Click on Image to Enlarge

At Ephesus there is a not–too–frequently–visited cave sometimes called “The Grotto of Paul” (= Cave of Paul & Thecla).  It is located on the northern slope of Bülbül Dag, away from the normal visitors’ routes through Ephesus.  It overlooks the site of ancient Ephesus from the south.

On the western wall of the grotto a painting portrays an event from the apocryphal book called The Acts of Paul and Thecla (ca. early second century A.D.).  The painting (5th/6th century A.D.) depicts the initial event described in the book, in the city of Iconium, where Thecla is looking from a window at Paul preaching while Thecla’s mother (Theocleia) looks on.  Thecla, against the wishes of her mother and her finance Thamyris, gave up her betrothal (engagement) in order to remain a virgin and to follow Paul.

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Detail of Thecla looking down from a window at Paul preaching
Paul’s raised hand is visible on the right
Click on Image to Enlarge

Eventually Thecla was separated from Paul and became a significant preacher and witness to her faith.  Her life and impact has been much discussed during the past thirty years and this painting has figured large in the discussions.

In addition, The Acts of Paul and Thecla contains the earliest physical description of Paul:

“And he [Onesiphorus] saw Paul coming [towards Iconium], a man small in size, bald-headed, bandy-legged, well-built, with eyebrows meeting, rather long-nosed, full of grace.”

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Paul and Theocleia (mother of Thecla) — Note the names spelled out in Greek
Also compare the artistic representation of Paul with the literary
Click on Image to Enlarge

The facial image of Paul in the fresco seems to match this description as do iconographic representations of Paul.

The cave seems to have served as a chapel from the early Byzantine period through the early 19th century.

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Vestibule to “The Grotto of Paul and Thecla” at Ephesus

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Plan of “The Grotto of Paul and Thecla”

The grotto is 50 ft. long 6.5 ft. wide and 7.5 ft. high gallery that was expanded to the south in the form of a “presbytery.”  It was excavated by Dr. Renate Pillinger from the University of Vienna in 1995.

Not familiar with the fascinating story of Paul and Thecla?  You can get a Kindle version of the story for only $1.99 in the New Testament Apocrypha—along with 43 other stories!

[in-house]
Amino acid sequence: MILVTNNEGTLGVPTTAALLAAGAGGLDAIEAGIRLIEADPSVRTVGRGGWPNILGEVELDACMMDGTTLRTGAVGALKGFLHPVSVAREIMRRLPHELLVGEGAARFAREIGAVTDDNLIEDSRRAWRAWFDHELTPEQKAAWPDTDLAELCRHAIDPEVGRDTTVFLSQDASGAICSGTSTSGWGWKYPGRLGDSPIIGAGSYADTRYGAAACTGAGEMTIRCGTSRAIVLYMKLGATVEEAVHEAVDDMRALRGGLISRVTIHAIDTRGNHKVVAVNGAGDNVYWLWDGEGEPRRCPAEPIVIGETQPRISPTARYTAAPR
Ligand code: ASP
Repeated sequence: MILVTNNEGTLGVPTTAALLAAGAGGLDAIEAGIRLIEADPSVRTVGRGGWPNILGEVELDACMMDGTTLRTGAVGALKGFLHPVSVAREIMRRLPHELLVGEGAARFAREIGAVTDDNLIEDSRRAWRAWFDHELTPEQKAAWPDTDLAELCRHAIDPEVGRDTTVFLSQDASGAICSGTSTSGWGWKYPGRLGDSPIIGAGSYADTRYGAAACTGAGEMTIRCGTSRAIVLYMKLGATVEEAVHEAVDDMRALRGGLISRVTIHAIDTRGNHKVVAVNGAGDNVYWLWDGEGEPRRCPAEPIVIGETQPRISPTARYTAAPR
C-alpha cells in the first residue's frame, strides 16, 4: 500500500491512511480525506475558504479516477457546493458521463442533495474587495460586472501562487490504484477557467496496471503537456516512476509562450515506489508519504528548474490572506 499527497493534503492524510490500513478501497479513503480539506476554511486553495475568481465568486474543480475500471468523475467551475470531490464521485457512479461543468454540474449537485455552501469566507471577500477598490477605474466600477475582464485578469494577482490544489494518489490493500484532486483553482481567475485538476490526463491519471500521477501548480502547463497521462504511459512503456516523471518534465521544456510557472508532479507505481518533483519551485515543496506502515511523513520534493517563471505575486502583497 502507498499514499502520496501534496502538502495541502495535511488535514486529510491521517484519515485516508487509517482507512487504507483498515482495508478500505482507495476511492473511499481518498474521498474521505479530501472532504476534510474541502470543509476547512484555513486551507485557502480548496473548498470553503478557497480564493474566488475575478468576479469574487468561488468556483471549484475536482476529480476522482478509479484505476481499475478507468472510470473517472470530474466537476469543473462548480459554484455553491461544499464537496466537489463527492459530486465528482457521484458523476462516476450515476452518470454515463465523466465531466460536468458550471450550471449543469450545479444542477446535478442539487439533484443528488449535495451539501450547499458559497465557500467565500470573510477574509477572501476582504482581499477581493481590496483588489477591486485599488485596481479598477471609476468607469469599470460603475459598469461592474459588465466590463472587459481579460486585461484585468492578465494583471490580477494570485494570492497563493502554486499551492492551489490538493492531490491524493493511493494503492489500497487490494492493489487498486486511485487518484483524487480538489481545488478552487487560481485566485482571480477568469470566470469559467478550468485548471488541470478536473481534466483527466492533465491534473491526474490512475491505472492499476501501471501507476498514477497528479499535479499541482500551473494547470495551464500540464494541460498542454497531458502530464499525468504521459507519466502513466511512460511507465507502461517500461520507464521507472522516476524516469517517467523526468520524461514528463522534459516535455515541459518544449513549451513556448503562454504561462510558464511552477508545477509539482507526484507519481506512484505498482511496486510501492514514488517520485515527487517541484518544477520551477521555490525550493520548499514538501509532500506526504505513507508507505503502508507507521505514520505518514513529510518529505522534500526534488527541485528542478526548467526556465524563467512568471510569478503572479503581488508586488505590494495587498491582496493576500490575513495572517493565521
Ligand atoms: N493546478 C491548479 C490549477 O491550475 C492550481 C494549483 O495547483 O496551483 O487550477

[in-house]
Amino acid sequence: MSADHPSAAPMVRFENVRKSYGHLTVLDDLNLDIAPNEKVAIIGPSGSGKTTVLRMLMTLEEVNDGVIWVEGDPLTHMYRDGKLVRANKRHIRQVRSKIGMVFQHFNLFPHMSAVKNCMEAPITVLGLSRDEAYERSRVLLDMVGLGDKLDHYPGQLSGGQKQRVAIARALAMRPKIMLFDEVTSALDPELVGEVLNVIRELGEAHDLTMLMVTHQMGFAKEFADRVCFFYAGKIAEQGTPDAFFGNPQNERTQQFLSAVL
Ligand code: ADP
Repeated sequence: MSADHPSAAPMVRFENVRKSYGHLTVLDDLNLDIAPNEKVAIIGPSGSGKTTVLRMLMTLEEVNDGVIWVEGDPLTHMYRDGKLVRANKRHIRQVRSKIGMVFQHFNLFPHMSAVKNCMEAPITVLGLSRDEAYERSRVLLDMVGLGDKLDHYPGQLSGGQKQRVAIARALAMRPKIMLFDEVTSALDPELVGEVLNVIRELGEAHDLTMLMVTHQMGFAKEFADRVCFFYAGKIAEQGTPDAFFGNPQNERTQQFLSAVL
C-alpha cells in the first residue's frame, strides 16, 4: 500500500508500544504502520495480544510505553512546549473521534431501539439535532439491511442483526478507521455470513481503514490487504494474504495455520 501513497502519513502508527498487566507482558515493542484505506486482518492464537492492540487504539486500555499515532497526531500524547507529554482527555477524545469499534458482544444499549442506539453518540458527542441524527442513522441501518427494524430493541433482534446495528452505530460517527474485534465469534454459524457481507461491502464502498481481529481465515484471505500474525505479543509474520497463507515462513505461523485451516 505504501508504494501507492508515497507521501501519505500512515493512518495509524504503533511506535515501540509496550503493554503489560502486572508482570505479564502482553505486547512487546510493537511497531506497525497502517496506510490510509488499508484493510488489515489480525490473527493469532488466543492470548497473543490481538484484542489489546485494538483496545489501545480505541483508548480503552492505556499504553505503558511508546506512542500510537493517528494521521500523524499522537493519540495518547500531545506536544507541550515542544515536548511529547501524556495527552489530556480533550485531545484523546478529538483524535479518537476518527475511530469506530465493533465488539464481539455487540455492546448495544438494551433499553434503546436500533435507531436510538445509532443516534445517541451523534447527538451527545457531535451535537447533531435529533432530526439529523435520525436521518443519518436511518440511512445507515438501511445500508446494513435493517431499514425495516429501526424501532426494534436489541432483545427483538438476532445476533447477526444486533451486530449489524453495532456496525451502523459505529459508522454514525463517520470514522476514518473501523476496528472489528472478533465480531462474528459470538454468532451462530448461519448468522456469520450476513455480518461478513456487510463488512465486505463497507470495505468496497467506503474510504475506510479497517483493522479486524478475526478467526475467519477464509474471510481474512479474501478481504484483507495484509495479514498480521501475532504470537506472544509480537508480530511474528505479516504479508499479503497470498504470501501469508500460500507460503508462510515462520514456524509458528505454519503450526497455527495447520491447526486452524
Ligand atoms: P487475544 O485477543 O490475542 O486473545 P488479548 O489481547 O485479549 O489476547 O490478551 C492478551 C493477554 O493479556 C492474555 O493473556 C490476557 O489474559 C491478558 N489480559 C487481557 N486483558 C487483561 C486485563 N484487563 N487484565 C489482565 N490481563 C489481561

To view additional images of this Grotto and Frescos Click Here.

The Tomb of Philip the Apostle at Hierapolis (Turkey)

Early Christian tradition states that Philip the Apostle (= disciple of Jesus), along with his daughters, settled at Hierapolis.

Tradition states that Philip was martyred and buried at Hierapolis.  In July of 2011 it was announced that the very Tomb of Philip had been discovered.  In another release it is stated that the actual Church/Tomb was located on a hill 120 ft. [40 m.] from the Martyrium.

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Tomb of Philip (the Apostle) at Hierapolis
The Tomb is to the right of the center of the image
Click on Image to Enlarge/Download

View of Philip’s Tomb on the right side of the image.  It is built out of hewn stone and has a gabled roof.  The open area in the foreground is actually part of a basilica style fifth century church.  To the left of the church, notice the stairs that lead up the hill.

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Looking Down on to the Fifth Century Church
that is just to the west of Philip’s Tomb
Click on Image to Enlarge/Download

View looking southeast at the central apse, chancel, and nave of the fifth century Byzantine Basilica.  The benches in the apse (synthronos) were used for clergy.

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Recently some of the columns of the church have been re-erected.

To view (download if you wish) 25 high-resolution images (no charge) Clicking Here will take you directly to the images.

The Thrill of Discovery—in a Museum!

The Museum of the Ancient Orient in Istanbul contains a number of “world class” objects that were gathered by the rulers of the late Ottoman Empire from all over the Middle East—including glazed tiles from the Ishtar Gate in ancient Babylon and a copy of the Treaty of Kadesh (between the Egyptians and the Hittite—late 13th century B.C.).

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“I am happy to meet you Mr. Lion!”
See below for the ferocious lion that this child is making friends with!
Click on Image to Enlarge/Download

Often times people tire quickly when visiting museums, but this January we observed one young visitor who was in the process of making friends with a ferocious looking lion that once guarded the approach to an 8th century Hittite Palace at Zincirli (ancient Samal).

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One of the pair of basalt lions that guarded the entrance
to the 8th century Hittite Palace at Zincirli
Note the detail of the mane and whiskers
Click on Image to Enlarge/Download

Oh, to see the world through a child’s eyes.  The joy of discovery/encounter!